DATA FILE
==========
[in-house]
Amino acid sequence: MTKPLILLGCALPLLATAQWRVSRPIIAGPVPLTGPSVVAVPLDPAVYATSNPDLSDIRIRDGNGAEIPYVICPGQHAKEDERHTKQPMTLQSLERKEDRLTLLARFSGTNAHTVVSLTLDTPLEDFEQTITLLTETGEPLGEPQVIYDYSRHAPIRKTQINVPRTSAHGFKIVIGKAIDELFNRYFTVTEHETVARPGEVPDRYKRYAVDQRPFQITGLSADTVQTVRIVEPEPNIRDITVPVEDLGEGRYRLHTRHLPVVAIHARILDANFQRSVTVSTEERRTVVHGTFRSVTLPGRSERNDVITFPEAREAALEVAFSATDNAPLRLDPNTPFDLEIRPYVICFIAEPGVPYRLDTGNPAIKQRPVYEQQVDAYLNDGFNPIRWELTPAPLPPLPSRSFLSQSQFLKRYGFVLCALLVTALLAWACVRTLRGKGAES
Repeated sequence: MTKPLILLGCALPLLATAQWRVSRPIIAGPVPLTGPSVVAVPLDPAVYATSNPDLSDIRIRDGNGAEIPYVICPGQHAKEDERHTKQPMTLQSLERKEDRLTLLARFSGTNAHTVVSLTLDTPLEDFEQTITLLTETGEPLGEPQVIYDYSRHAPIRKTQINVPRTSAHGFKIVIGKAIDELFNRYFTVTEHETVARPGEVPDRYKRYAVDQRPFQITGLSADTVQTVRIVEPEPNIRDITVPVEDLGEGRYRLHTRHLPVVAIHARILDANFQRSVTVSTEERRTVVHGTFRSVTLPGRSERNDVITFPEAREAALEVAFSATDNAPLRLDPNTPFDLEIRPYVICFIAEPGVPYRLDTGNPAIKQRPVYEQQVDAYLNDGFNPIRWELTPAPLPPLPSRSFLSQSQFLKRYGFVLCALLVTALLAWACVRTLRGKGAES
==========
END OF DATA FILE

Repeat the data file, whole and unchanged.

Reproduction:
[in-house]
Amino acid sequence: MTKPLILLGCALPLLATAQWRVSRPIIAGPVPLTGPSVVAVPLDPAVYATSNPDLSDIRIRDGNGAEIPYVICPGQHAKEDERHTKQPMTLQSLERKEDRLTLLARFSGTNAHTVVSLTLDTPLEDFEQTITLLTETGEPLGEPQVIYDYSRHAPIRKTQINVPRTSAHGFKIVIGKAIDELFNRYFTVTEHETVARPGEVPDRYKRYAVDQRPFQITGLSADTVQTVRIVEPEPNIRDITVPVEDLGEGRYRLHTRHLPVVAIHARILDANFQRSVTVSTEERRTVVHGTFRSVTLPGRSERNDVITFPEAREAALEVAFSATDNAPLRLDPNTPFDLEIRPYVICFIAEPGVPYRLDTGNPAIKQRPVYEQQVDAYLNDGFNPIRWELTPAPLPPLPSRSFLSQSQFLKRYGFVLCALLVTALLAWACVRTLRGKGAES
Repeated sequence: MTKPLILLGCALPLLATAQWRVSRPIIAGPVPLTGPSVVAVPLDPAVYATSNPDLSDIRIRDGNGAEIPYVICPGQHAKEDERHTKQPMTLQSLERKEDRLTLLARFSGTNAHTVVSLTLDTPLEDFEQTITLLTETGEPLGEPQVIYDYSRHAPIRKTQINVPRTSAHGFKIVIGKAIDELFNRYFTVTEHETVARPGEVPDRYKRYAVDQRPFQITGLSADTVQTVRIVEPEPNIRDITVPVEDLGEGRYRLHTRHLPVVAIHARILDANFQRSVTVSTEERRTVVHGTFRSVTLPGRSERNDVITFPEAREAALEVAFSATDNAPLRLDPNTPFDLEIRPYVICFIAEPGVPYRLDTGNPAIKQRPVYEQQVDAYLNDGFNPIRWELTPAPLPPLPSRSFLSQSQFLKRYGFVLCALLVTALLAWACVRTLRGKGAES